Russian Mines

The Pyramiden EP (LINEAR OBSESSIONAL LOR 088) is by Project Mycelium, a duo of electronic musicians Luke Brennan and Lorenzo Santangeli from Hackney; they describe their working method as piecing together “minimalist fragments of acoustic samples”, and have previously had a short record called Pulse released on this label. Pyramiden is derived from the sounds of water and steel, and appears to be themed on ideas about mining; at any rate, the accompanying PDF file features a series of colour photographs taken by Mary Pearson, depicting a disused mining installation. This locale turns out to be a part of Norway annexed by Russia in 1925, when they claimed mining rights; nobody lives there now though, and the installation is completely abandoned.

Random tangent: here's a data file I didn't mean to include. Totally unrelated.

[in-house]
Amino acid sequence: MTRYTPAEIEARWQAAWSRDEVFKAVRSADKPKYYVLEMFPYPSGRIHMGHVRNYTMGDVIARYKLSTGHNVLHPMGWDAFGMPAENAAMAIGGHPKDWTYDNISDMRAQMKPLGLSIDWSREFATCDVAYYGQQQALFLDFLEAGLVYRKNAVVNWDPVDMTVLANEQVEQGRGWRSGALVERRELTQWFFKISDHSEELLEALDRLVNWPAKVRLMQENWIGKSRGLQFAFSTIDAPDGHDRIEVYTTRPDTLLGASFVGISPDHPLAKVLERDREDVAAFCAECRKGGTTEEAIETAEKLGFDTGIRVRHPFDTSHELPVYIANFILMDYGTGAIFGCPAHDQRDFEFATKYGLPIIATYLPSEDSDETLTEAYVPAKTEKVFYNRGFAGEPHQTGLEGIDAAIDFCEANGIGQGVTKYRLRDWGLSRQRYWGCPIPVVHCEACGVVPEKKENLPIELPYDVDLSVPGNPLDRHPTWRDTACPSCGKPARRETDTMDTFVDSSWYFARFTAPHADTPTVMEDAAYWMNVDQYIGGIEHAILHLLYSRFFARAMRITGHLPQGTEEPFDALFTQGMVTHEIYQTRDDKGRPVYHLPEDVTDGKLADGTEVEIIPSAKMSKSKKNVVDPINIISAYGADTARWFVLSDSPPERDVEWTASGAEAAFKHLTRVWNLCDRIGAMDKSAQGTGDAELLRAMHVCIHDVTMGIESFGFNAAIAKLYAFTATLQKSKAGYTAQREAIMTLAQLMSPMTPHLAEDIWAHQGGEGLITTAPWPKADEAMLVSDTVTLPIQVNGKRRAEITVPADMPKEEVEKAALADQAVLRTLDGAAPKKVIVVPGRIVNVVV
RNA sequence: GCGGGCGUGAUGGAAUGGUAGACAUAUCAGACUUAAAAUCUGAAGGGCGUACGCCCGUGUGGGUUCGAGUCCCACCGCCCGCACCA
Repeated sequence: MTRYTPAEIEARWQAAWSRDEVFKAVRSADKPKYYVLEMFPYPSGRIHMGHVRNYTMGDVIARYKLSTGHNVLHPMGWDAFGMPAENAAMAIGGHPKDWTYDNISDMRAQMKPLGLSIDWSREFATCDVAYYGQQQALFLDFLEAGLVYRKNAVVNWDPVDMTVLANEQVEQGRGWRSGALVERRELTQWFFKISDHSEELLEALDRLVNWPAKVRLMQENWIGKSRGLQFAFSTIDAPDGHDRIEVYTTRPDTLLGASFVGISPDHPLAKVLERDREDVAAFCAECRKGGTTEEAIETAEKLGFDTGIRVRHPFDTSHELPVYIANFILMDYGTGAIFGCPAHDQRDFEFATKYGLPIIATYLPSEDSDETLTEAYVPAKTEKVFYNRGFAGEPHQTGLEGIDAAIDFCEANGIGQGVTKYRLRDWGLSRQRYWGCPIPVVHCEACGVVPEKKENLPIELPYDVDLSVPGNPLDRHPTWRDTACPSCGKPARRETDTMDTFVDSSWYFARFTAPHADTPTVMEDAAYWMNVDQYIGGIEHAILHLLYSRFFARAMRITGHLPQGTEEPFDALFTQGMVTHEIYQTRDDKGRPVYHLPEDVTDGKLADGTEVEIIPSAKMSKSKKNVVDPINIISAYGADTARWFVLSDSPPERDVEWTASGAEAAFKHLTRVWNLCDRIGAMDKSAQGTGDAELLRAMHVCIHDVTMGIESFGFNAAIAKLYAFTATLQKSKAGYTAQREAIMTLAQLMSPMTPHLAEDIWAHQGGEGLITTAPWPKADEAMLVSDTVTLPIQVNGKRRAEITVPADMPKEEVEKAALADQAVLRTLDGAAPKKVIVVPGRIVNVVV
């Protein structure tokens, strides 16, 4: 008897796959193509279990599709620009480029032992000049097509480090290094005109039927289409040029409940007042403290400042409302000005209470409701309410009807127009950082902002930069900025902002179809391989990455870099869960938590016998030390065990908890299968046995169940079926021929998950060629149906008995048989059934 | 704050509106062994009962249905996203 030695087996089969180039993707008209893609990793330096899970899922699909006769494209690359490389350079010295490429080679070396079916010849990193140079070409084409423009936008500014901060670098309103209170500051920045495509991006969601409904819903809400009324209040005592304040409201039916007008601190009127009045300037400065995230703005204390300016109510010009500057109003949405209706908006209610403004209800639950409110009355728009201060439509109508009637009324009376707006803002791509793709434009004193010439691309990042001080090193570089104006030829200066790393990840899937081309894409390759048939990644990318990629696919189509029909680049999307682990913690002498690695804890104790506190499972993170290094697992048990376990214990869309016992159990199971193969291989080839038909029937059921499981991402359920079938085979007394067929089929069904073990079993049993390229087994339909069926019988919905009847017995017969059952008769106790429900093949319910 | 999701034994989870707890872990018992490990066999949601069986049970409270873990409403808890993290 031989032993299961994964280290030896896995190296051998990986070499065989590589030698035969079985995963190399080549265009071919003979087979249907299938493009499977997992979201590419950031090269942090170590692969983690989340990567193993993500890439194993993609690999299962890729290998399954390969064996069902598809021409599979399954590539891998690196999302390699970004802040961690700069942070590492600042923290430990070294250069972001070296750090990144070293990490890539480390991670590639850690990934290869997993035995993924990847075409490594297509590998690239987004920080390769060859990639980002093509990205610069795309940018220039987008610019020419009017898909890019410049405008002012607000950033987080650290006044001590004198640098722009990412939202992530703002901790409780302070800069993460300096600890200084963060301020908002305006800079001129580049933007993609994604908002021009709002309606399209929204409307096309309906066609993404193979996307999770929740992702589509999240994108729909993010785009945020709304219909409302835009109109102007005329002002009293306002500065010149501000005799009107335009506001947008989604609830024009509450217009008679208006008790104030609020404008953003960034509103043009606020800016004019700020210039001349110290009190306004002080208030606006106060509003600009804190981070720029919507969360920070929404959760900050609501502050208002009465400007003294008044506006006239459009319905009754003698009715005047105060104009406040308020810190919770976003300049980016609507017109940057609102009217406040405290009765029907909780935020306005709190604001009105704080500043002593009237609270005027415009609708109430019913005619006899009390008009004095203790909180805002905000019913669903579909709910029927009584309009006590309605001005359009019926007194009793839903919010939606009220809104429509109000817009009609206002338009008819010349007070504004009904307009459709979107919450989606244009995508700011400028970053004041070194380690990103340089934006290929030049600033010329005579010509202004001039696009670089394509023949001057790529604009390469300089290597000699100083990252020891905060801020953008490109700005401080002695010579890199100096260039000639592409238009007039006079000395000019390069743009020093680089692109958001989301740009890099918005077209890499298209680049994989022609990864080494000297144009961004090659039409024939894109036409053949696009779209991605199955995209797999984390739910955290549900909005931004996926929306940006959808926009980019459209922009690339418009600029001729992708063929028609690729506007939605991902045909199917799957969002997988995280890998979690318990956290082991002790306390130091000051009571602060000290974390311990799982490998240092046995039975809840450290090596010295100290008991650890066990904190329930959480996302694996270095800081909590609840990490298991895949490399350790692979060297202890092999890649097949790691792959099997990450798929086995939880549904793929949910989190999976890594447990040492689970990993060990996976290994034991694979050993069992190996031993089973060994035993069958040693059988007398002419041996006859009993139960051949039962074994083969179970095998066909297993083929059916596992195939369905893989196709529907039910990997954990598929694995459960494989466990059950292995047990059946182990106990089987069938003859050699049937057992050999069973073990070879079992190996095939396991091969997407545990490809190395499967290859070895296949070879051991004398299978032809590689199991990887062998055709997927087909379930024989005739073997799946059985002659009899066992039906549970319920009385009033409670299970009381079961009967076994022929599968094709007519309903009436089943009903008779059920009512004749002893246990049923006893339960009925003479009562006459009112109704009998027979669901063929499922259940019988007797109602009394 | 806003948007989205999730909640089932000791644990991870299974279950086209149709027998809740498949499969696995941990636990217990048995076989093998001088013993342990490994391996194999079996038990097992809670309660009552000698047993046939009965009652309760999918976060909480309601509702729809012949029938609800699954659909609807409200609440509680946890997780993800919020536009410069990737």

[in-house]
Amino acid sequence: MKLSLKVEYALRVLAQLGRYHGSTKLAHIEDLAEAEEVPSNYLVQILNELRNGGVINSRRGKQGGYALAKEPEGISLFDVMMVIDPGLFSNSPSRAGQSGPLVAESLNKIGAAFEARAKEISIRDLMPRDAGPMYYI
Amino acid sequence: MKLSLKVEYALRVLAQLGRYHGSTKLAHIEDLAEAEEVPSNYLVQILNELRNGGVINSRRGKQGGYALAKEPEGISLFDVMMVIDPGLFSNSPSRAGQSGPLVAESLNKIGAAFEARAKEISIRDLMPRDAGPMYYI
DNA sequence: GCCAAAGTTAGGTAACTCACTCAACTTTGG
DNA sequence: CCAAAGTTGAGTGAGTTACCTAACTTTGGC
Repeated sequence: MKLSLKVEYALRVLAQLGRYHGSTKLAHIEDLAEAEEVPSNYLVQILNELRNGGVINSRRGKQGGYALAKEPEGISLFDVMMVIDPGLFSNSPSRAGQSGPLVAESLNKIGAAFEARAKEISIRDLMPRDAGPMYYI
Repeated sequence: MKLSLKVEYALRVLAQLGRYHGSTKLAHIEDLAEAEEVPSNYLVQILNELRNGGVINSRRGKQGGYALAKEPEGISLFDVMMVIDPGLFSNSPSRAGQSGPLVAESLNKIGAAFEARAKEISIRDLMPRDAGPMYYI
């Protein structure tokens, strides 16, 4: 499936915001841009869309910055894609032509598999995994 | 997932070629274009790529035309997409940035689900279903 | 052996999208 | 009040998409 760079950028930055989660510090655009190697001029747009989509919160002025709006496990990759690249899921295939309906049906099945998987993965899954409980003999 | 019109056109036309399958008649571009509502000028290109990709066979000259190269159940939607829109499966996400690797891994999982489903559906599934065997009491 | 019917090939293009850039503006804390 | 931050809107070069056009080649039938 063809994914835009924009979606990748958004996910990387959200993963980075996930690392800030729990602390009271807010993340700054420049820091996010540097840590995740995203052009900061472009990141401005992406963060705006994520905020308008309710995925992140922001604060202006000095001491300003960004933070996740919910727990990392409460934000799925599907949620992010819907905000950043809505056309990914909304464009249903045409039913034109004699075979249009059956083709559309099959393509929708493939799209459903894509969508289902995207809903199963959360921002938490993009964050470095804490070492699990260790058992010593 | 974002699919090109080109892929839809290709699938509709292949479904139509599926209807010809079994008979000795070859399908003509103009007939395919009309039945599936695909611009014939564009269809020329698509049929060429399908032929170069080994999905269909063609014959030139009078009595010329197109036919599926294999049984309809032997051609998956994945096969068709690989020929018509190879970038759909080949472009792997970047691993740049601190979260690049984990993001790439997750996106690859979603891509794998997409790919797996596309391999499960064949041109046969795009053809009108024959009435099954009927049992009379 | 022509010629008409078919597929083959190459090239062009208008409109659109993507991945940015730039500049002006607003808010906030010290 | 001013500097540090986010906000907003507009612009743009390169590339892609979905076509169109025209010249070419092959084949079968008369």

We have noted before how disused industrial sites (especially mines) evidently have a particular fascination for visual and sound artists, and recent instances of this trend include Franck Vigroux’s Entrailles and Ogrob’s work investigating the Staffelfelden mine shaft. I kind of like Pearson’s photos, even though they are very prosaic, because they fit into the overall pattern of her work and her concerns; among other things, she is frequently drawn to remote and hostile environments, and you can’t get much more forlorn than Pyramiden, this distant part of Isafjordur on the west coast of Spitzbergen. At least she actually visits these places to get her photos, presumably exerting some physical effort and undergoing hardships thereby, whereas I doubt if Brennan and Santangeli even strayed very far from their hip pad in Hackney to create this weedy effort. Their music as Project Mycelium is competent enough, but a very pedestrian reworking of water and steel sound samples, resulting in a plodding, literal sound-picture of what they think a mineshaft might sound like. Very ordinary piece of lite-industrial textured noise. From 25th November 2016.